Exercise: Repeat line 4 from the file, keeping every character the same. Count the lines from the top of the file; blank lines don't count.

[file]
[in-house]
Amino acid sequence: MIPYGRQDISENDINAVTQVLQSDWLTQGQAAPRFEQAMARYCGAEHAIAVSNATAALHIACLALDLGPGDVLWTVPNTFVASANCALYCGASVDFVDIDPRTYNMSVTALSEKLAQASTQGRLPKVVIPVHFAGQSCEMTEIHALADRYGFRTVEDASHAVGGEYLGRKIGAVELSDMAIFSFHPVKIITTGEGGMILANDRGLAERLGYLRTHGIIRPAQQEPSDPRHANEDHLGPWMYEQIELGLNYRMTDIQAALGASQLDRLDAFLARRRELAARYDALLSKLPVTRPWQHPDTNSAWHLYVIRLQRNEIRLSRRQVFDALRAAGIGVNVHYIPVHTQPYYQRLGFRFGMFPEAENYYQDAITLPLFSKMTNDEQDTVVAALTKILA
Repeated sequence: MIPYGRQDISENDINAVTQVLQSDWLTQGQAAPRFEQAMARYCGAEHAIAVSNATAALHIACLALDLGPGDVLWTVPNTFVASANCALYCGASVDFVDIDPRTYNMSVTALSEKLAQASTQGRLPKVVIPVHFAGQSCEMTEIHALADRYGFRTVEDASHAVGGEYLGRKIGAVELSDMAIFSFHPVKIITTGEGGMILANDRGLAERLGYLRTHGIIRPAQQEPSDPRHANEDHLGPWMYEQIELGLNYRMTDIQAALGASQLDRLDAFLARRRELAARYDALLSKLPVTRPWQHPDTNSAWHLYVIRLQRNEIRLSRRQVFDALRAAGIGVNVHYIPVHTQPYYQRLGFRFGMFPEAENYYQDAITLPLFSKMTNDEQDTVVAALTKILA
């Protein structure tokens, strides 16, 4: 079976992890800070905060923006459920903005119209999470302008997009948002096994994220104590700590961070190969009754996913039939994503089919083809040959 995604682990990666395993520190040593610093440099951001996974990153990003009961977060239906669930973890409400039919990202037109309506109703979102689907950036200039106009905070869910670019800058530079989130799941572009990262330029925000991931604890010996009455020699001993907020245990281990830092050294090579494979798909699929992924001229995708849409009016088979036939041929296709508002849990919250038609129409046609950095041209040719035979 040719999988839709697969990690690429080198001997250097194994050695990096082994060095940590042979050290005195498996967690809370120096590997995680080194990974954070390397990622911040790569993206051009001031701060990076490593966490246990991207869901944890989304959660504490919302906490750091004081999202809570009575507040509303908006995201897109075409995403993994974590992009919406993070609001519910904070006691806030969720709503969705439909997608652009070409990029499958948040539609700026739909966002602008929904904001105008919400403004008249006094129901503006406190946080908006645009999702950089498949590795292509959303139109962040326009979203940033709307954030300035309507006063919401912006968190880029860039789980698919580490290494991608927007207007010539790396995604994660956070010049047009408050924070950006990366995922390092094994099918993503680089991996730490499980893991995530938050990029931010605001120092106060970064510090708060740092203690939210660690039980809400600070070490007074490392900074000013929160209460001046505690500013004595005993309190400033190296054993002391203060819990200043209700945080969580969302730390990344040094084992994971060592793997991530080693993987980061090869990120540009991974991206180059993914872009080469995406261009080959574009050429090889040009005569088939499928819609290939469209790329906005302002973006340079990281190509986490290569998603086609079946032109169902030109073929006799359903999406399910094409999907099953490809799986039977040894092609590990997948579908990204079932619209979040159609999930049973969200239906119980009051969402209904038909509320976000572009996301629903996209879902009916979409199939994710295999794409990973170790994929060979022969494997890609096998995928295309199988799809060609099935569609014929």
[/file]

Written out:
């Protein structure tokens, strides 16, 4: 079976992890800070905060923006459920903005119209999470302008997009948002096994994220104590700590961070190969009754996913039939994503089919083809040959 995604682990990666395993520190040593610093440099951001996974990153990003009961977060239906669930973890409400039919990202037109309506109703979102689907950036200039106009905070869910670019800058530079989130799941572009990262330029925000991931604890010996009455020699001993907020245990281990830092050294090579494979798909699929992924001229995708849409009016088979036939041929296709508002849990919250038609129409046609950095041209040719035979 040719999988839709697969990690690429080198001997250097194994050695990096082994060095940590042979050290005195498996967690809370120096590997995680080194990974954070390397990622911040790569993206051009001031701060990076490593966490246990991207869901944890989304959660504490919302906490750091004081999202809570009575507040509303908006995201897109075409995403993994974590992009919406993070609001519910904070006691806030969720709503969705439909997608652009070409990029499958948040539609700026739909966002602008929904904001105008919400403004008249006094129901503006406190946080908006645009999702950089498949590795292509959303139109962040326009979203940033709307954030300035309507006063919401912006968190880029860039789980698919580490290494991608927007207007010539790396995604994660956070010049047009408050924070950006990366995922390092094994099918993503680089991996730490499980893991995530938050990029931010605001120092106060970064510090708060740092203690939210660690039980809400600070070490007074490392900074000013929160209460001046505690500013004595005993309190400033190296054993002391203060819990200043209700945080969580969302730390990344040094084992994971060592793997991530080693993987980061090869990120540009991974991206180059993914872009080469995406261009080959574009050429090889040009005569088939499928819609290939469209790329906005302002973006340079990281190509986490290569998603086609079946032109169902030109073929006799359903999406399910094409999907099953490809799986039977040894092609590990997948579908990204079932619209979040159609999930049973969200239906119980009051969402209904038909509320976000572009996301629903996209879902009916979409199939994710295999794409990973170790994929060979022969494997890609096998995928295309199988799809060609099935569609014929």